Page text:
To Welch's credit, she highlighted the real story of the meeting --- the Spence community's plea for help and the city council's brush off.

Once upon a time this is the kind of story that would have inspired a newspaper to throw all its resources in.

Editorial writers would have excoriated the councillors for their insolence. A team of reporters would have been marshalled to go into the community to dig out individual human interest stories. Columnists would have given voice to the residents and reported on the progress of the city in helping its citizens.

Instead we had one throwaway City Hall story with a bland headline.

The Free Press devoted more space, more resources, and more energy into attacking Sam Katz for making a passing reference to Playboy founder Hugh Hefner.

Attention publisher A. Ritchie: Are you wondering why fewer and fewer people are reading the newspaper?

** Canwest News television reporter Jacques Bourbeau (Parliamentary Press Gallery) doesn't understand the boundaries between editorial comment and news reporting.

A recent report by him on Kyoto funding carried this line:

"As the Conservatives slash and burn environmental programs"

He then went to speak to the owner of a hybrid bus---Liberal Scott Brison, whose dual claims to fame are that he's a turncoat Conservative and that he leaked news of his government's income trust policy and cost the Liberals the election. Brison, surprise, surprise, thought the Conservatives were bad people.

Maybe Bourbeau should read a Canwest newspaper like the National Post -- which just days before had a story about how the slashed environmental programs were a vast waste of money and would be the topic of a coming report by the Auditor General.

Bourbeau did end his piece, and we mean at the very, very end, with the comment that the Conservatives were coming up with their own environmental policies.

** Winnipeg's own Paul Samyn (Parliamentary Press Gallery, Winnpeg Free Press) had a follow to his own story, reporting that the first Conservative government budget did not include money to expand the virology lab. They were only getting more money to do more research.

He spoke with Terry Duguid President and CEO of the. Winnipeg-based International Centre for Infectious Diseases who said the Conservatives were bad people.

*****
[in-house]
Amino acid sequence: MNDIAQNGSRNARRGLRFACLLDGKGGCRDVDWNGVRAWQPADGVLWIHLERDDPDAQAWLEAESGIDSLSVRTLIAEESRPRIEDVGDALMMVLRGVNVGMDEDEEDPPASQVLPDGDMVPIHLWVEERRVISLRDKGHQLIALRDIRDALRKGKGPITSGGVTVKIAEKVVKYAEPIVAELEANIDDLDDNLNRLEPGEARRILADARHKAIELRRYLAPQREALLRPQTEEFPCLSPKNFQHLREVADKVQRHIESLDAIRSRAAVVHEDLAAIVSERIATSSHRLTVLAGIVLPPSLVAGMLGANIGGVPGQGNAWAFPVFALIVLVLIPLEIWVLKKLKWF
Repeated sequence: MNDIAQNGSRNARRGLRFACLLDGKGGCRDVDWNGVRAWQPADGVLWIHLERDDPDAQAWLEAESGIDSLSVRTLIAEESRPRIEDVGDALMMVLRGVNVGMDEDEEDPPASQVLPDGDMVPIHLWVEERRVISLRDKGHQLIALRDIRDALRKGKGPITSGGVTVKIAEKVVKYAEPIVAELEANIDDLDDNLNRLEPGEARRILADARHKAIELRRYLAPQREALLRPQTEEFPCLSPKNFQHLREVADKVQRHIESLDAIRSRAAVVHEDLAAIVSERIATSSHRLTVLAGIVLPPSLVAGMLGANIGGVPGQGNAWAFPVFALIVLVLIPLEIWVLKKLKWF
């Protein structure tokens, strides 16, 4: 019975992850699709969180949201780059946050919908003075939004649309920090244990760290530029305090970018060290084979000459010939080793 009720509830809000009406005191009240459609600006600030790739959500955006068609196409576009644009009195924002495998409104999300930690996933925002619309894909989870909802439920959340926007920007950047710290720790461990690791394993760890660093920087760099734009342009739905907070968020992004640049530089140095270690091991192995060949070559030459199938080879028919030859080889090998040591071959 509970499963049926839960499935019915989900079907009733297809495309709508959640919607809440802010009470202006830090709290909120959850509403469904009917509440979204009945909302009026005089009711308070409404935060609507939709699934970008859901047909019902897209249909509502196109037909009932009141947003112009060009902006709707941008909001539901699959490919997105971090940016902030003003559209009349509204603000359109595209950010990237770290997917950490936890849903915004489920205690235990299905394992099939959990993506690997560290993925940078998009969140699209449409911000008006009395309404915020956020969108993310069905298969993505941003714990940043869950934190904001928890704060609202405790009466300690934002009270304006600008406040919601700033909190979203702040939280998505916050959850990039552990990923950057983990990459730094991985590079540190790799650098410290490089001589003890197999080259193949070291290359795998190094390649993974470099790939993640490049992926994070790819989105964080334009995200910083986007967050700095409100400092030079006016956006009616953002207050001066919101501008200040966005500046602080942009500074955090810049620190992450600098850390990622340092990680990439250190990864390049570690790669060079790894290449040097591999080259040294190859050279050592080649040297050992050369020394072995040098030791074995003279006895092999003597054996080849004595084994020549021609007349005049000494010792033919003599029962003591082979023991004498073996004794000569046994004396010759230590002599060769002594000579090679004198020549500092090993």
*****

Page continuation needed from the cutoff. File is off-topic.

Samyn failed to mention that Duguid ran twice as a Liberal Party candidate federally (2004 and 2005) and once provincially (1990).

** And, of course, Free Press columnist Frances Russell makes the list again with her latest screed about all her reasons she hates Stephen Harper.

To prove her point she used a poll that was outdated the day before she wrote her column.

"The CTV-Globe and Mail-Strategic Counsel poll shows the leaderless Liberals at 31 per cent, just four points behind the Harper Conservatives at 35 per cent, a drop of six points since April."

"Prime Minister, Canadians are watching you. And they don't like what they see."


Two public opinion polls published after the CTV poll showed a radically different Canada.

A poll by Decima Research taken between May 4 and 7 found Conservative support at 41 per cent nationally and the Liberals at 29. The NDP came in at 16 and the Bloc Quebecois at 10.

A Leger Marketing poll, also released Tuesday to The Canadian Press, and taken May 2-7 put the Tories at 40 per cent nationally and the Liberals at 30. The NDP was at 13 and the Bloc at nine. The Green party had seven per cent support.

And yesterday a Sun Media-SES Research survey showed Prime Minister Stephen Harper's Tories now have the support of 38% of Canadians, ten points ahead of the Grits at 28 percent.

Given the margin of error of roughly 3 percent, statistically Conservative support could be as high as the 40-41 percent found by the other two polls, and taking Harper into majority terrority. The poll found the NDP has the support of 19 per cent of Canadians, while the Bloc Quebecois has 9%.

And these polls were taken after the press had thrown everything it could at Stephen Harper.

A full month of David Emerson. A couple of weeks of flags at half-staff, a week of pundits criticizing the ban on cameras at the return of soldiers killed in Afghanistan, and daily mention that Canadians have turned against the military commitment to Afghanistan.

This week the Parliamentary Press Gallery won a battle. When will they report fairly on the war.And finally...

We took a few shots on the blogosphere ourselves over The Black Rod's coverage of the Gotcha reporting on Maurice Vellacott.

The one that hurt the most was the one that claimed we deliberately misquoted Beverley McLachlin. It took us several reads before we saw what people were talking about.

We wrote:
"Confronted with a new situation requiring a new norm, judges just look to the written constitution for the values that capture the ethos of the nation." Ethos, says the dictionary, is the characteristic spirit."

She wrote:
"Confronted with a new situation requiring a new norm, judges must look to the written constitution for the values that capture the ethos of the nation." Ethos, says the dictionary, is the characteristic spirit."

We plead nolo contendre.

We know it was a typo; we even gave readers a link to the speech so they could read it for themselves (and thereby discover the error). But there will always be people who will call us liars.

So instead we're saying we were hacked by Opus Dei which replaced the M with a J as a clue to the Da Vinci Code. That's our story and we're sticking to it.